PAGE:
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I have a 10Mb internet connection (via an ethernet cable) I have five servers that will use this internet connection. I want each server to be able to use as much bandwidth as possible when it is not in use by other servers, but guarantee that each server will always have at least 2MB available

What sort of device/configuration is able to handle this setup? Can it be done somehow with IPTables, or a Cisco ASA etc?

(This is planning for a new setup, so there is no prior commitment to use existing routers/equipment that needs to be taken into account)

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See: traffic-shaping, traffic-management‌​, htb for the Linux solution to shaping. –  Zoredache Jul 28 '10 at 7:31
    
Pity these aren't VM's - VMWare's ESXi could do this for you very easily without any hardware. We use Cisco ACEs in Cat65's for this btw. –  Chopper3 Jul 28 '10 at 8:36
    
Thanks Zoredache - knowing the proper search term is a huge help. –  DrStalker Jul 29 '10 at 8:50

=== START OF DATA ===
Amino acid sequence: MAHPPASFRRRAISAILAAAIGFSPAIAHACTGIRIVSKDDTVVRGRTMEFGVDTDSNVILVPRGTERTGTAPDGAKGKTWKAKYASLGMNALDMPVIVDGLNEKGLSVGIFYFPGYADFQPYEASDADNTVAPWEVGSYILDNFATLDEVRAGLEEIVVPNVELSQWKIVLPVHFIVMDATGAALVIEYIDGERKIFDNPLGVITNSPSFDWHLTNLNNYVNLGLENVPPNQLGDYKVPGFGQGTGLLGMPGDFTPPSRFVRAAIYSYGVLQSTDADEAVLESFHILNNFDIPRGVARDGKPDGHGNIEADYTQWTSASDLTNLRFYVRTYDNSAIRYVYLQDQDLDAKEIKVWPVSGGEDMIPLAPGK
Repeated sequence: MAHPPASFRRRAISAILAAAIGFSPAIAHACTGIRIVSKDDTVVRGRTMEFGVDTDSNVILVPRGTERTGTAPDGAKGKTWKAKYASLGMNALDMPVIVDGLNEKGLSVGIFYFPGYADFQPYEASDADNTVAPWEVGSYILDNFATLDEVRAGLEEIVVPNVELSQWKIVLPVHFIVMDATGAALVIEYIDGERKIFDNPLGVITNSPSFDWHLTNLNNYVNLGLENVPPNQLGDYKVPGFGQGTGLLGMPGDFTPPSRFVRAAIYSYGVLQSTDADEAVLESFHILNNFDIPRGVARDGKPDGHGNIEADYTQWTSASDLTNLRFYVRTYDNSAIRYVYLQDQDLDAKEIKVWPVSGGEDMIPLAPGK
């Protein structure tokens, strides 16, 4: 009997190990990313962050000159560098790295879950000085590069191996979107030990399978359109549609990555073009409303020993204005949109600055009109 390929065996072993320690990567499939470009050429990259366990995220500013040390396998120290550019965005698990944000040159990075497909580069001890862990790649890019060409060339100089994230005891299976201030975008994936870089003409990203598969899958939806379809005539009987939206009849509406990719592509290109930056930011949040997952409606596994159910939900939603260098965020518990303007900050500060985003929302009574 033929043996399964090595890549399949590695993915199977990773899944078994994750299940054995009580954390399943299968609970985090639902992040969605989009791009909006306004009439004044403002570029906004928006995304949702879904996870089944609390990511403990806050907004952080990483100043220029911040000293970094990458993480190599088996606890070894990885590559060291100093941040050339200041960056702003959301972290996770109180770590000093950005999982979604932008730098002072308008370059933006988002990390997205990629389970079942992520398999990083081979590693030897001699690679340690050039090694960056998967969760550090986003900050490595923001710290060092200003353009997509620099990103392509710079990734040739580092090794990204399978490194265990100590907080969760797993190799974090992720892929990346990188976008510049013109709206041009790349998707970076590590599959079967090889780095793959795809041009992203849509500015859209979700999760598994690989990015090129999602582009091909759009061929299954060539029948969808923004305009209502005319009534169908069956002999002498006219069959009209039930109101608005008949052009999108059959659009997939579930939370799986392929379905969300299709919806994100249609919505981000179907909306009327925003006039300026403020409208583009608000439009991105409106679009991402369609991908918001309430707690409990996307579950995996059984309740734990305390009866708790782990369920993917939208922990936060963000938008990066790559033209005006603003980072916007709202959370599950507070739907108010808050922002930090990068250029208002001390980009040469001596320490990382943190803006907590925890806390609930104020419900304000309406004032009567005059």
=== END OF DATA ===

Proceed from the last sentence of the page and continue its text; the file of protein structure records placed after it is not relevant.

1 Answer 1

up vote 2 down vote accepted

On a Cisco router, you can do it using policy-maps, First, define a service-class for each server (you'll need an extended ACL, so you can match on source IPs), then define a policy-map that allocates a minimum guarantee of 2 Mbps to each service-class.

After that, apply this as an outbound policy-map on your WAN interface (will require that you change the percentage allocatable from 75% to 100%).

class-map server1
 match access-group 101
policy-map fair-allocation
 class server1
  bandwidth 2000
access-list 101 permit ip host 10.34.56.78 any

You would need to define a class-map for each server and within the policy-map, you'll need to repeat the "class-map server ..." for each server.

Then, on your WAN interface, you'd need to do:

interface WAN
 max-reserved-bandwidth 100
 service-policy output fair-allocation
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